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The Asian Development Bank has revised its growth outlook for the Philippine economy as inflation hits at the highest record of 6.4% in almost 10 years.
In the annual economic publication, the ADB said it expects the Philippine economy to grow 6.4 percent in 2018, before picking up to 6.7 percent next year. If realized, this would fall below the government’s 7-8 percent goal.
In its latest growth forecasts on the Philippine economy, ADB stated that it is lower than its previous estimates of 6.8 percent for this year and 6.9 percent next. The Philippines which is now facing the largest downtrend adjustment for this year’s growth among Southeast Asian economies.
As per ADB’s updated outlook on the Philippines was better than its growth projections of 6.0 percent and 5.1 percent on Developing Asia for 2018 and 2019, respectively, as the escalating US-China trade war tests the region’s resilience.
The revised outlook for the Philippines “reflects a moderation in agricultural output and exports, as well as higher inflation and continued global monetary tightening. Inflationary pressures are expected to taper off next year as tighter domestic monetary policy begins to take effect,” it added.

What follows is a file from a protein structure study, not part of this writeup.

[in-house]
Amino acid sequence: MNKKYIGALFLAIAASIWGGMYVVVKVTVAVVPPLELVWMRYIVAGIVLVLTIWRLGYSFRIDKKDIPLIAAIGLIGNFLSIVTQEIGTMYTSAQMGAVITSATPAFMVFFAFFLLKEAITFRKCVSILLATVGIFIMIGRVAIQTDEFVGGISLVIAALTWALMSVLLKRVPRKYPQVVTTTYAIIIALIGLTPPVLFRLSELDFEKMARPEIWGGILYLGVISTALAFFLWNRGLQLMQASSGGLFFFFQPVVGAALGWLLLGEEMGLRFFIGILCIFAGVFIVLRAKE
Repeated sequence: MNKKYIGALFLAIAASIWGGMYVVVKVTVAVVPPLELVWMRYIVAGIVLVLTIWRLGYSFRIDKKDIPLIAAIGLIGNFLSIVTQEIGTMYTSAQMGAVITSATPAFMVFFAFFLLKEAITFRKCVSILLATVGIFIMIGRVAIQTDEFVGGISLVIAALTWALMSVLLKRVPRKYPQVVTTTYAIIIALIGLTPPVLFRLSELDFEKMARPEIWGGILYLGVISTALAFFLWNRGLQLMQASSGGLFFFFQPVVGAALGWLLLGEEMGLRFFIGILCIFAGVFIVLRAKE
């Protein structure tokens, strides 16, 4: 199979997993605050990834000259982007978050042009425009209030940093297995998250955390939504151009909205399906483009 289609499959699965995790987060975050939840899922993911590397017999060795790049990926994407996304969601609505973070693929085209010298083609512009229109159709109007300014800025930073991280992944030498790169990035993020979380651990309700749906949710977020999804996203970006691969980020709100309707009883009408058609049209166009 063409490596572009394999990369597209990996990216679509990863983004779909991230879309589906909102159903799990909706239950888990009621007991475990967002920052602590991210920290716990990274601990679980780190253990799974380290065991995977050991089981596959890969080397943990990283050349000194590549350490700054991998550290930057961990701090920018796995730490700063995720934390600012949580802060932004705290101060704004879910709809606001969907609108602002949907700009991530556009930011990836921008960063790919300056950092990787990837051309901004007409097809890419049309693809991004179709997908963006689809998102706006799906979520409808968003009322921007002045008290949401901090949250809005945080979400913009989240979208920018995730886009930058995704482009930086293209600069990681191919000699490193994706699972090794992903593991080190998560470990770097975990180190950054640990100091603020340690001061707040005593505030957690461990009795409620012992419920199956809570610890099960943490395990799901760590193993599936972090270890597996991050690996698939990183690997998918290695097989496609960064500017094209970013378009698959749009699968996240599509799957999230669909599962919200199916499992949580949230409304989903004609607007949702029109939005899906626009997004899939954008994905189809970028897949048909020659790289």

While Duterte’s administration was dismissing that the growth is due to higher inflation and weak Philippine peso, the economic slow down in the Philippines has caused alarm and concerned to policymakers since the 6.4% inflation is the highest for almost 10 years.
There are some analysts who expect slow down in the economic growth in the Philippines and urged the President not to have myopia in his war against drug which has just worsened and not abated at all as there have been billions of drugs that were smuggled in to the Philippines in almost a span of a month.
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Meanwhile, despite the slowdown in the economy, Kelly Bird ADB Country Director for the Philippines is bullish and said,“The Philippines’ growth outlook remains stable despite moderating slightly in the first half of the year, as the country’s economic fundamentals are strong.”
“We’re expecting growth to slowly pick up as public investment in infrastructure and social sectors accelerate and key economic sectors continue to perform solidly. But the current system, particularly the quantitative restrictions and the National Food Authority are not working for Filipinos is a good opportunity to start looking at agriculture in the Philippines and ways to improve productivity”, Bird added.
Malacañang acknowledged the ADB’s assessment on the economy by saying, “We expected this slowdown vis-a-vis our growth target for the year, given that certain policy decision… contributed to the deceleration.”